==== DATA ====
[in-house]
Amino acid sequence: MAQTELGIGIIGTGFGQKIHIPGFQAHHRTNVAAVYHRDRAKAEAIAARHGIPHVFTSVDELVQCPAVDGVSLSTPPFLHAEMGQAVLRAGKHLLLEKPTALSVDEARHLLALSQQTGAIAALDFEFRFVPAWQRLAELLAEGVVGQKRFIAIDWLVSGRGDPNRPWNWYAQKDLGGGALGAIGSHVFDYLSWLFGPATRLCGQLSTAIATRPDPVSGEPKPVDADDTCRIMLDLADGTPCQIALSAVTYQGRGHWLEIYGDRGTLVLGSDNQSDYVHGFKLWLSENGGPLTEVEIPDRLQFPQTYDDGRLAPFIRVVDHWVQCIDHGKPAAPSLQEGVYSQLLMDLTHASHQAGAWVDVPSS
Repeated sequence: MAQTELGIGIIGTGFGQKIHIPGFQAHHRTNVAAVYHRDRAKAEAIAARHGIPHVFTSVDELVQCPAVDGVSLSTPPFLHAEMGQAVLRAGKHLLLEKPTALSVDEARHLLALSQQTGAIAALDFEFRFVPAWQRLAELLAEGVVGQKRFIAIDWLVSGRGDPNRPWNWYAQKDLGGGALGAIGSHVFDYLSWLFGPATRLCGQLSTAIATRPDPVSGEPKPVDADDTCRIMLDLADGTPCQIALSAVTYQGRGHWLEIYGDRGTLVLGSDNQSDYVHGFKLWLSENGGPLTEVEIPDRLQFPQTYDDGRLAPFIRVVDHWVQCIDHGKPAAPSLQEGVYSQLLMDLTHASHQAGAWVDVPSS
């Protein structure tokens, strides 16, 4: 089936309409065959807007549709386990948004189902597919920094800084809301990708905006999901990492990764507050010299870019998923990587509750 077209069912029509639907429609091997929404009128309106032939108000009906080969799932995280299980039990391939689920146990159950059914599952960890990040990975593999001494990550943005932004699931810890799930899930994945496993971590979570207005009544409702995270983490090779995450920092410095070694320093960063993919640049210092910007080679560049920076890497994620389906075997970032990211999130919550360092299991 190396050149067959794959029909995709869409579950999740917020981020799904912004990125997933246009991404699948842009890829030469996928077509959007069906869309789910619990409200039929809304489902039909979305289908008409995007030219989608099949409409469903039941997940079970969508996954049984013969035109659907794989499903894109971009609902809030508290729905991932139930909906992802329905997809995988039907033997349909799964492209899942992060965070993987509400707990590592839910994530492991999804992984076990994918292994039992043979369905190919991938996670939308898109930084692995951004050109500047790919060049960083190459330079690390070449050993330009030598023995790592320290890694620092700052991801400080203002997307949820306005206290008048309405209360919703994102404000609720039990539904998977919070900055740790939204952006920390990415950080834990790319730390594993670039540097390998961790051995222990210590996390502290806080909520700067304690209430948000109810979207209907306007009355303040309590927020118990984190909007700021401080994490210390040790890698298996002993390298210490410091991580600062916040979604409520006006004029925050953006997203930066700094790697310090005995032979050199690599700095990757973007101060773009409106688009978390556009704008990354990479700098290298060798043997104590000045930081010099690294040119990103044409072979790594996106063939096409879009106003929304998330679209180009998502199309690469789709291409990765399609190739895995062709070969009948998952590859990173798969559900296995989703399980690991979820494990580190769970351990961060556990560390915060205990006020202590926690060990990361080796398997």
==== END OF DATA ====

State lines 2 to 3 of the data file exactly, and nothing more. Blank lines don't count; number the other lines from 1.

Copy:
Amino acid sequence: MAQTELGIGIIGTGFGQKIHIPGFQAHHRTNVAAVYHRDRAKAEAIAARHGIPHVFTSVDELVQCPAVDGVSLSTPPFLHAEMGQAVLRAGKHLLLEKPTALSVDEARHLLALSQQTGAIAALDFEFRFVPAWQRLAELLAEGVVGQKRFIAIDWLVSGRGDPNRPWNWYAQKDLGGGALGAIGSHVFDYLSWLFGPATRLCGQLSTAIATRPDPVSGEPKPVDADDTCRIMLDLADGTPCQIALSAVTYQGRGHWLEIYGDRGTLVLGSDNQSDYVHGFKLWLSENGGPLTEVEIPDRLQFPQTYDDGRLAPFIRVVDHWVQCIDHGKPAAPSLQEGVYSQLLMDLTHASHQAGAWVDVPSS
Repeated sequence: MAQTELGIGIIGTGFGQKIHIPGFQAHHRTNVAAVYHRDRAKAEAIAARHGIPHVFTSVDELVQCPAVDGVSLSTPPFLHAEMGQAVLRAGKHLLLEKPTALSVDEARHLLALSQQTGAIAALDFEFRFVPAWQRLAELLAEGVVGQKRFIAIDWLVSGRGDPNRPWNWYAQKDLGGGALGAIGSHVFDYLSWLFGPATRLCGQLSTAIATRPDPVSGEPKPVDADDTCRIMLDLADGTPCQIALSAVTYQGRGHWLEIYGDRGTLVLGSDNQSDYVHGFKLWLSENGGPLTEVEIPDRLQFPQTYDDGRLAPFIRVVDHWVQCIDHGKPAAPSLQEGVYSQLLMDLTHASHQAGAWVDVPSS